Corporate bond sales pick up after rate cutCorporate bond sales in Korea picked up after a pause last week when the central bank unexpectedly cut borrowing costs.
Three issuers raised a total of 165 billion won ($148 million) this week, according to data compiled by Bloomberg. The Bank of Korea lowered the benchmark seven-day repurchase rate to 2.5 percent from 2.75 percent on May 9, joining global easing from Europe to Australia.
Governor Kim Choong-soo and his board’s decision to cut borrowing costs for the first time since October came as a weak yen dims the outlook for the nation’s exports and record household debt weighs on consumption. Yields on three-year corporate notes rated at AA- were last at 2.93 percent after hitting a record-low 2.80 percent on March 28, data from the Korea Financial Investment Association going back to 2000 show.
“We may see more bond sales in coming weeks on lower borrowing costs but only in a limited scale,” said Peter Park, fixed-income analyst at Woori Investment & Securities. “I believe the monetary easing cycle is over here unless the yen slides further to undercut our exports severely.”
The rate cut decision was opposed by one board member. Central bank Governor Kim said on May 9 that fiscal and monetary stimulus will help increase 2013 growth to 2.8 percent from the BOK’s April forecast of 2.6 percent. Monetary conditions are “accommodative,” he said.
Artone Paper Manufacturing, which produces paper for books and magazines, sold 35 billion won of five-year bonds to repay short-term borrowings to KB Bank, according to the company’s regulatory filing.
“With another rate cut by the central bank, the overall borrowing costs are considerably low, which will help our overall financing costs by about 5 billion won this year,” Artone’s finance team head Go Jeoung-han said.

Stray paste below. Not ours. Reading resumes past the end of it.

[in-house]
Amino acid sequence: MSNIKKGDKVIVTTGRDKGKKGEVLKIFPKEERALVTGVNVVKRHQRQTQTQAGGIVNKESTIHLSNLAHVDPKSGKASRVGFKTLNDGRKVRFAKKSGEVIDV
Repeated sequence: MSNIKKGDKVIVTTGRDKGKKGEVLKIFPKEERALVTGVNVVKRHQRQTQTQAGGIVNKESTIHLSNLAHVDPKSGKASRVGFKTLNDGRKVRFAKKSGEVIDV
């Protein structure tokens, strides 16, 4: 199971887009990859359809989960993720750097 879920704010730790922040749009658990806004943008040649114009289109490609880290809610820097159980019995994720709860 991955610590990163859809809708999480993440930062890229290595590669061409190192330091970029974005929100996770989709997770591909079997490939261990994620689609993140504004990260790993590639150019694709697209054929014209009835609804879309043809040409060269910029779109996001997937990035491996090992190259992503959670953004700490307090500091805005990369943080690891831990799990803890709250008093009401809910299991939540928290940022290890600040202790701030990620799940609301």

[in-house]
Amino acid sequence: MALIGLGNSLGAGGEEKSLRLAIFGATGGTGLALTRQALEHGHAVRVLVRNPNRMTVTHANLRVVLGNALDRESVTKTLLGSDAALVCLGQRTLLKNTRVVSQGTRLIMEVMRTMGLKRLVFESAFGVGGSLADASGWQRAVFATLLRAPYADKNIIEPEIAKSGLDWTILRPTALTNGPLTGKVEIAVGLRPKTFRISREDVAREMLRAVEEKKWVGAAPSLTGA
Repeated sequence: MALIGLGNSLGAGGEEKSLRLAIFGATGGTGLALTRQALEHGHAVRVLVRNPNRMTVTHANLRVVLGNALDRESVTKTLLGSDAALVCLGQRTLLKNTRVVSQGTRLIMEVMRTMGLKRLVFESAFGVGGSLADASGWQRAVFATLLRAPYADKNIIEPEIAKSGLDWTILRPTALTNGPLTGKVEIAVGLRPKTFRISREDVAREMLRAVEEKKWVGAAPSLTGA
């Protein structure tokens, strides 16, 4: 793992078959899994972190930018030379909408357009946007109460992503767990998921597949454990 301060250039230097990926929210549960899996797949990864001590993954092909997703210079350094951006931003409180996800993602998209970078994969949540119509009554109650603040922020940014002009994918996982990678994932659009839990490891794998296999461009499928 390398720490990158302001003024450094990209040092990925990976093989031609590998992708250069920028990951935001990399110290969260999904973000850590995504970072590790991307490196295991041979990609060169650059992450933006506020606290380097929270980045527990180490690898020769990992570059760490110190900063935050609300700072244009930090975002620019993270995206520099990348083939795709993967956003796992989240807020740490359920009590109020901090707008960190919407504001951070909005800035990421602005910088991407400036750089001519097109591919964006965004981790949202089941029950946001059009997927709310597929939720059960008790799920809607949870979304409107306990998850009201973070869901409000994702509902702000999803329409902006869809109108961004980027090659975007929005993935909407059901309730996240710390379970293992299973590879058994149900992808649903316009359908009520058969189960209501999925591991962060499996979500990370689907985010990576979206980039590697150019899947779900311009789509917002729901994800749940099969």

Doosan Engineering & Construction raised 70 billion won this week, Bloomberg-compiled data show. AJ Rent A Car issued 60 billion won of three-year notes to repay debt. The nation’s largest vehicle rental service provider plans to diversify business using its client networks, according to its regulatory filing.
“There are too many uncertainties in the economic outlook and global monetary and currency policy directions, which will restrain more aggressive bond issuance here,” Woori’s Park said. “Companies rush to sell debt when they see a credit squeeze or when interest rates are expected to jump suddenly, but neither of those cases applies now.”
Japan’s currency has slid 19 percent against the won in the past six months, hurting Korean exporters’ global price competitiveness. To protect Asia’s fourth-largest economy from a slowdown, the government unveiled a 17.3 trillion won supplementary budget and added 11 trillion won of financial support for exporters. The Bank of Korea expanded its special loan programs for small firms by 3 trillion won to 12 trillion won.
Negative rating actions for Korean private-sector corporate issuers will continue to outnumber positive ones over the next 12 months, according to a Moody’s Investors Service statement on May 15.
“The main reasons for the pressure will be weak growth in key export markets, subdued domestic consumer spending, the Korean won’s appreciation against the dollar and yen, and some companies’ aggressive investment strategies,” Chris Park, a Moody’s vice president and senior credit officer, said in the statement.
The yield on three-year sovereign notes rose 1 basis points, or 0.01 percentage point, this week to 2.56 percent from an all-time low of 2.44 percent May 2.
Hyundai Steel and Sungwoo Hitech are among issuers planning bond sales in coming days, preliminary information compiled by Bloomberg show.
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